This section is from the book "Modern Buildings, Their Planning, Construction And Equipment Vol5", by G. A. T. Middleton. Also available from Amazon: Modern Buildings.
(Contributed by R.J. Haddon, F.R.V.I.A., F.S.A.I.A.)
St. Mary's Roman Catholic Cathedral, Sydney (Fig. 214), is perhaps the finest specimen of Decorated Gothic architecture in Australia, and has cost up to date some £230,000. It occupies a picturesque and commanding site, and is built of warm yellow brown sandstone, from designs by the late Mr. W. W. Wardell, F.R.I.B.A.
This church has the great internal height of 100 feet, with open timber roofing to nave and transepts, the aisles groined in stone, and the building when completed will be 350 feet in length. There is some very fine stained glass within, and the high altar, of New Zealand Omaru stone richly carved, is an imposing part of the interior treatment.
In the planning provision is made for the numerous chapels and altars necessary for the full Roman Catholic ritual, while a separate but adjoining building is provided for the various sacristies.
The Cathedral Church at Bendigo, Victoria (Fig. 215), designed by Messrs. Reid, Smart, & Tappin, architects, is upon a cruciform plan, with four transept chapels, besides one on either side of the chancel formed by the eastward extension of the side aisles. The nave is divided into bays, having a centre to centre measurement of 17 feet 6 inches, the over-all measurement of the structure being nearly 300 feet. The width of the nave is 35 feet, with 17 feet 6 inches side aisles; the transepts are 35 feet wide, the octagonal chapels being 26 feet across. The height of the main walls is 60 feet, the nave arcade being 30 feet high. The roof is constructed of open timbering throughout on the hammer-beam principle with angel carvings.
Church Hall Surrey Hills Victoria.
A.A.Fritsch Architect. Plan.
There are dual organ chambers in the western gallery, where accommodation is also planned for the choir.
The building is of Barabool Hill freestone, which is of greenish-brown colour, with dressings of Wawin Ponds stone, buff in colour, these stones being quarried in the State of Victoria.
The style is Early Decorated, and makes an effective architectural composition in the city. The two western towers, with plain stems working up into Decorated belfries and spirettes, give dignity and cathedral character to the front, an effect greatly heightened by the large flight of steps leading to the western doors, supplemented by arcaded band work which flanks the doors and extends right up to towers on either side.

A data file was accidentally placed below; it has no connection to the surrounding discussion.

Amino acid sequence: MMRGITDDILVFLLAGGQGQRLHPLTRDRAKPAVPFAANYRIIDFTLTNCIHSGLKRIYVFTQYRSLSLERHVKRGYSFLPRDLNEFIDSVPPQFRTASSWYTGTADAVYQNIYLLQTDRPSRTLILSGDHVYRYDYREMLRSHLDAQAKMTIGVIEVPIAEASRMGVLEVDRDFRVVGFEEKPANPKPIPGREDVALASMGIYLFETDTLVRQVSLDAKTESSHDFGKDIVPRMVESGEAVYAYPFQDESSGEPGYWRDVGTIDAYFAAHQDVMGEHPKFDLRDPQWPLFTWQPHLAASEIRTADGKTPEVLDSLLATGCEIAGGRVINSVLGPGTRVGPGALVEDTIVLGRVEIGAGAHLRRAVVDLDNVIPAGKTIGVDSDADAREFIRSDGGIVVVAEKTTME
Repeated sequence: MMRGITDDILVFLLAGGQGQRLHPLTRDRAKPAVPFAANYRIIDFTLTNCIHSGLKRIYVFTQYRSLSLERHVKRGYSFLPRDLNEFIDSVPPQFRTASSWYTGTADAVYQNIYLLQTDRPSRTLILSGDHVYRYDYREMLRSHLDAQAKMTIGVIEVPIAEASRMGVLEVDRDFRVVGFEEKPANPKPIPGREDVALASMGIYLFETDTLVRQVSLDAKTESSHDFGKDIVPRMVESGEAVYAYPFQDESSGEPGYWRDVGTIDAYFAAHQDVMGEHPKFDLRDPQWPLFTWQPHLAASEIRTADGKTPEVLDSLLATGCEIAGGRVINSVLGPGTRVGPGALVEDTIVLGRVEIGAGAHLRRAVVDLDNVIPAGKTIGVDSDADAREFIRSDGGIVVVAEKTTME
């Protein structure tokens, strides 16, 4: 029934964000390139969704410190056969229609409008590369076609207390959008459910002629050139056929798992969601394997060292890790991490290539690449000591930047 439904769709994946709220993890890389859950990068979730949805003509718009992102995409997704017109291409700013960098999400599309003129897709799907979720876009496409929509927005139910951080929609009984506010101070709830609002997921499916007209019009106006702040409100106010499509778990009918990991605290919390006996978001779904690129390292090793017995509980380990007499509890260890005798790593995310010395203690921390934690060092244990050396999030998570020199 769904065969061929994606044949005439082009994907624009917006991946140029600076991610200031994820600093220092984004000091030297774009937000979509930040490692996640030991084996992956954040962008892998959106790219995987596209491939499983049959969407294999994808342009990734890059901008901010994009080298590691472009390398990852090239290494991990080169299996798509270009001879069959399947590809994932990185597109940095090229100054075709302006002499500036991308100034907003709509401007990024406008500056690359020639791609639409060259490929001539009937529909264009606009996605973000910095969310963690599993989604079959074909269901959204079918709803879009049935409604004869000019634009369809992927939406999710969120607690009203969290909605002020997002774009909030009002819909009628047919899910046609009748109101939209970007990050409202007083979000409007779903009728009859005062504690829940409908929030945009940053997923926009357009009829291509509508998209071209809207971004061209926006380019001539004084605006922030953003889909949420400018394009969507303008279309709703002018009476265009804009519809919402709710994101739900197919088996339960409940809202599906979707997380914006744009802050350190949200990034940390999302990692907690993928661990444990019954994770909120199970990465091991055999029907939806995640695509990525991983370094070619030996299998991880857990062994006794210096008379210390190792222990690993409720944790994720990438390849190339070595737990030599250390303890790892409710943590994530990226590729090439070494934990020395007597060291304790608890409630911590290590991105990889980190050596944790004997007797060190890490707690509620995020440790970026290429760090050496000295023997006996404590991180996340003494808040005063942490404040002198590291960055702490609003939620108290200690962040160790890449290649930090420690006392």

The height of the western window is 38 feet. It is filled in with a handsome stained-glass window executed by Hardmann at a cost of £1000. The high base of the building and the steps have been carried out in Victorian granite.
The cost to date has been about ,£40,000, and it is estimated that when completed the total cost will be about £70,000.
Fig. 216 shows a Roman Catholic church of ease erected upon a commanding site at Surrey Hills, a few miles from Melbourne.
The church proper is rectangular in shape, with a half-open timber roof having trusses resting upon the buttresses shown. The main entry is through a bold semicircular arched doorway, which gives pleasing dark shadows in the sunny days, the effect being heightened by a well-designed wrought-iron scroll work grille with a gilded cross in the centre, which, having the back shadow setting, can be seen from a great distance. The walls are of red bricks, the roof covering being of American slates. The vestry and sanctuary are treated in a semi-domestic style with half timbering. The architect is Mr. A. A. Fritsch, F.R.V.I.A., of Melbourne.
The design of the main portion of the Sydney University buildings, which are perhaps more rightly included in this chapter than under the heading of schools, is shown in Fig. 217, the work having been carried out by the late Edmund Blacket, architect. They occupy a magnificent site, and in general treatment are very satisfying to the critical sense. The interior of the great hall is perhaps the most interesting part of the building, with its fine cedar hammer beam roof, mellow stonework, and well-designed stained glass. Other buildings have been added within the university reserve that are too heterogeneous to be altogether satisfactory as architectural compositions.
The plan is arranged on the quadrangle system adopted at the old colleges of Oxford and Cambridge, but with cloisters round the garth, from which the various lecture-rooms and apartments are reached.
St. Raphael's (Church of England) at Fern Tree (Fig. 218), under the shadow of Mount Wellington, is a picturesque design by Mr. Allan C. Walker, A.R.I.B.A., carried out in locally grown timber. There is a stone foundation; the walls are of hard - wood studding covered with hard-wood weather-boards. The roof and upper portion of tower and gable are covered with split gum shingles. The inside is lined throughout with 3-inch V-jointed hard-wood boarding. The weatherboards are painted a brick red, and the shingles have assumed a silvery grey colour, the whole harmonising with the surrounding evergreen foliage.
The drawing given in Fig. 219 may be taken as a type of the small Nonconformist church required in Australian country towns. This Methodist church has recently been erected at Camperdown, the architect being Mr. G. B. Leith. It shows a compact brick building following the rectangular plan, with an angular flight of steps up to a long porch, so arranged as to keep out wind and dust. The walls are of red bricks with top finishings of buff coloured rough-cast. There is an open timber roof with Kauri lining. The work as a whole makes a pleasing and original composition.